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Can’t We Get a Loan?


Yesterday and today I’ve heard news “experts” tell me people can’t get loans these days. But yesterday’s mail included two credit-card offers. And today’s post brought me a home-equity loan offer.

These events seem contradictory. Which means somebody is lying, or at least overlooking something. Let’s apply some basic economic principles.

People want to borrow money. It is human nature to desire more than our current means allow. That’s why we hunt and gather, work and save. Whether our wants are allegedly “empty” consumption, or to productively apply talent to our dreams, we need to draw on savings. When our own savings are not enough to meet our desires, we negotiate to use the savings of others. We look for loans.

On the other side, people are in business to make those loans. Gatherers and savers don’t have to just sit on their fruit hoping it won’t rot. They can use it to help others work. One way some folks apply their talent is to pool money, assess risk, and lend with the intent of collecting a fee for the use of money. Those with money want to put it to work.

Any temporary uncertainty between banks will not change human nature or economic principle. Coyote illustrates :

Lenders have to lend, just as much as borrowers have to borrow. I know most people understand the "borrower" part of this phrase, but they seem to act as if lenders are somehow only putting their money on the street as some sort of charitable activity, and if we don't sufficiently kow-tow to all their needs, they will run away and never help us all again.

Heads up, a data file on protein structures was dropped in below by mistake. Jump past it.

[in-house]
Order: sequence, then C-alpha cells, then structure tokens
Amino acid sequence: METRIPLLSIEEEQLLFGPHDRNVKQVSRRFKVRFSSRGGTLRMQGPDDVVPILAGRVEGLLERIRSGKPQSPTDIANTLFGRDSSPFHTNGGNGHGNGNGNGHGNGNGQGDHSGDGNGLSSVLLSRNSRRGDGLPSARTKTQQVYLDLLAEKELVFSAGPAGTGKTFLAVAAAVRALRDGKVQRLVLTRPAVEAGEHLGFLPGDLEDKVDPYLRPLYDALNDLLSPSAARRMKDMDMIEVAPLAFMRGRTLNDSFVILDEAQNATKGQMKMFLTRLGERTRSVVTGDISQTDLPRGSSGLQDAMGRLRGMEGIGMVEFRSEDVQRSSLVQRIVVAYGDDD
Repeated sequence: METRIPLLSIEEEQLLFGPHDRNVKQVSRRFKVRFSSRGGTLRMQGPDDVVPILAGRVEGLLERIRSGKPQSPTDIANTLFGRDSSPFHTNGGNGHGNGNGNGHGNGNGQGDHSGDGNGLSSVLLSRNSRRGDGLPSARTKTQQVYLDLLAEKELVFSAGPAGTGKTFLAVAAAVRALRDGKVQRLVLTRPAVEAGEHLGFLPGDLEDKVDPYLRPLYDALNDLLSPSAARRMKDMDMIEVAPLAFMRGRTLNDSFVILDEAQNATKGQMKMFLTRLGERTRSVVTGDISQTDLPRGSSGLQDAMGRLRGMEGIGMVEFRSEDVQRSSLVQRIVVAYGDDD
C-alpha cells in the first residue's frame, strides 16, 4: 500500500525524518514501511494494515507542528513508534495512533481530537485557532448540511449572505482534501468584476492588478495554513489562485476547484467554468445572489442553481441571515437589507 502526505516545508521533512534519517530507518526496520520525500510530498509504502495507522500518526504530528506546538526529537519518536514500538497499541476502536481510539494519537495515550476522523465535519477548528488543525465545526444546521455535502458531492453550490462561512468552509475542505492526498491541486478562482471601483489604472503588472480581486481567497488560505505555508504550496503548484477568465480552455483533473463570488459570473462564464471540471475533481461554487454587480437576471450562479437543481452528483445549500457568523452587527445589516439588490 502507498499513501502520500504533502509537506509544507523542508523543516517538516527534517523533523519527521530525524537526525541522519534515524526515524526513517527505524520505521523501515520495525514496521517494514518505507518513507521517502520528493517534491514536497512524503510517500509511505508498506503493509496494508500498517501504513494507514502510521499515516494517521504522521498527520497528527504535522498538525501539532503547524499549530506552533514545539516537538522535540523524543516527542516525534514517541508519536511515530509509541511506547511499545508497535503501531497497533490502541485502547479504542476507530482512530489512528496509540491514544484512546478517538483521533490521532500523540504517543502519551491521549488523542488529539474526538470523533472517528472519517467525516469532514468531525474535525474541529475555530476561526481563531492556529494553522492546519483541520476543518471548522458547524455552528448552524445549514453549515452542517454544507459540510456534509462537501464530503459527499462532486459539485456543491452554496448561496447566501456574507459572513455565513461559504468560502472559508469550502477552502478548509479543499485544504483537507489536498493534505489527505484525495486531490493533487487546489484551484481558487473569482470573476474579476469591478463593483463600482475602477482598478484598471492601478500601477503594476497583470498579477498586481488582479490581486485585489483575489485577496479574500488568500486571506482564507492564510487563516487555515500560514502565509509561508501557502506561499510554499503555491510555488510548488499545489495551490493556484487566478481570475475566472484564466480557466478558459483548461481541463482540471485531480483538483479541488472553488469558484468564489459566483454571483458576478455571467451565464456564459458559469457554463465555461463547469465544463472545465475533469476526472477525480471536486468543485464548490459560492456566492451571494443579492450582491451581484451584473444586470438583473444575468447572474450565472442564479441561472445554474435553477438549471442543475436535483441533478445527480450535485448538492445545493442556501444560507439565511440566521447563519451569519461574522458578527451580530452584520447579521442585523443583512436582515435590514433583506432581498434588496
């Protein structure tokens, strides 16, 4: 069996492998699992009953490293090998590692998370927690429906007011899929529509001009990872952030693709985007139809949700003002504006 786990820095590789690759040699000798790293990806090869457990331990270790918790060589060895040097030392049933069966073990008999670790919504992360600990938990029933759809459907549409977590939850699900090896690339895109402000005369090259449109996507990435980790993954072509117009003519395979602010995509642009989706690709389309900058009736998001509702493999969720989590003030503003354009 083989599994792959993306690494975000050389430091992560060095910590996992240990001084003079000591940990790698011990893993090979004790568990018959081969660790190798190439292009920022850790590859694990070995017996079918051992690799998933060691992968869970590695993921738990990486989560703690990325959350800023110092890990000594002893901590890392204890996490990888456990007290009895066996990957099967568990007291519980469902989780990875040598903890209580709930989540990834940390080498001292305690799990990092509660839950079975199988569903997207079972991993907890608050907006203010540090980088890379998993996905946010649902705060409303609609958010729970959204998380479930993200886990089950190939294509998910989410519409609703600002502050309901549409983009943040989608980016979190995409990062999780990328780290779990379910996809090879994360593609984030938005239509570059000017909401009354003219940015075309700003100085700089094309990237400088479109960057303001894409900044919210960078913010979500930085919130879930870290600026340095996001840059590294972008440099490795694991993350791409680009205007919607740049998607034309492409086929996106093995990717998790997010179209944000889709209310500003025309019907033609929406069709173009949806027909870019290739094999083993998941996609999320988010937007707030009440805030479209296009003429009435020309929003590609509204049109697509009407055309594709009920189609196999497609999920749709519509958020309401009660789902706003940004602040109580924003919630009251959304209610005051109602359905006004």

The fact is that people with large pools of money -- banks, pension funds, insurance companies -- HAVE to lend. And in a time where stocks are dicey, they probably have more, not less, cash than normal they want to lend, much of it short-term. Now, they may be temporarily scared off from doing so for a few days or weeks as they try to assess what is safe and what is not, but they can't stick their money in a mattress or buy tons of gold or invest in ammunition and run for the hills. Banks have to pay off depositors; insurance companies often aim to break even on premiums and payouts and make their money on investing the cash in between; pension funds can't make their long-term obligations without making steady returns.Their very survival, in many cases, depends on making continuous returns off their free cash.

The news “expert” sounds like a liar. But one out pops into mind. Due to sound-bite reporting, we did not hear exactly who couldn't get loans. Those with crappy credit or weak balance sheets might have a harder time borrowing. Or, more likely, will have to pay significantly higher interest.

The price of money is going up. But that’s very different from being unable to find money at any price.